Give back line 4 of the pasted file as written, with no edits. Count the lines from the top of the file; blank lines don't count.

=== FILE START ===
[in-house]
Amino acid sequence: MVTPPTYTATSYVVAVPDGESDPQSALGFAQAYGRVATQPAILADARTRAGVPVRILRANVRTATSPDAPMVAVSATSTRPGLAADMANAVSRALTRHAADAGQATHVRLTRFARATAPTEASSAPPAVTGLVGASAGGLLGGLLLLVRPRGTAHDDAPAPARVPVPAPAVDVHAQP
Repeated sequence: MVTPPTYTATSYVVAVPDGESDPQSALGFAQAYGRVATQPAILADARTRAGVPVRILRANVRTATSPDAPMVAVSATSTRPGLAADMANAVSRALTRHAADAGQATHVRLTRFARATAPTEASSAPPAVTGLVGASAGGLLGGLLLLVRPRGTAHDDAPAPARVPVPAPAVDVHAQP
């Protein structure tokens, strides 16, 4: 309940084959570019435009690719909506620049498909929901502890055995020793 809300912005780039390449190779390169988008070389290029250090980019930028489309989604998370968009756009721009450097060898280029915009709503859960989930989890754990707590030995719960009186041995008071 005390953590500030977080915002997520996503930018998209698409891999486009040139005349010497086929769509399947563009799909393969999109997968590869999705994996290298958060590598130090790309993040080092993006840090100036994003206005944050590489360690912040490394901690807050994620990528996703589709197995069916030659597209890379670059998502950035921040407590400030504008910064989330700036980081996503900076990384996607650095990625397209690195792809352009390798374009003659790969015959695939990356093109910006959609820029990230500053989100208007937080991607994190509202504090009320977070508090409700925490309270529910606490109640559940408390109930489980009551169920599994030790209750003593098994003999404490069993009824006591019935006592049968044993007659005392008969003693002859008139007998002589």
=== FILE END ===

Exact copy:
């Protein structure tokens, strides 16, 4: 309940084959570019435009690719909506620049498909929901502890055995020793 809300912005780039390449190779390169988008070389290029250090980019930028489309989604998370968009756009721009450097060898280029915009709503859960989930989890754990707590030995719960009186041995008071 005390953590500030977080915002997520996503930018998209698409891999486009040139005349010497086929769509399947563009799909393969999109997968590869999705994996290298958060590598130090790309993040080092993006840090100036994003206005944050590489360690912040490394901690807050994620990528996703589709197995069916030659597209890379670059998502950035921040407590400030504008910064989330700036980081996503900076990384996607650095990625397209690195792809352009390798374009003659790969015959695939990356093109910006959609820029990230500053989100208007937080991607994190509202504090009320977070508090409700925490309270529910606490109640559940408390109930489980009551169920599994030790209750003593098994003999404490069993009824006591019935006592049968044993007659005392008969003693002859008139007998002589």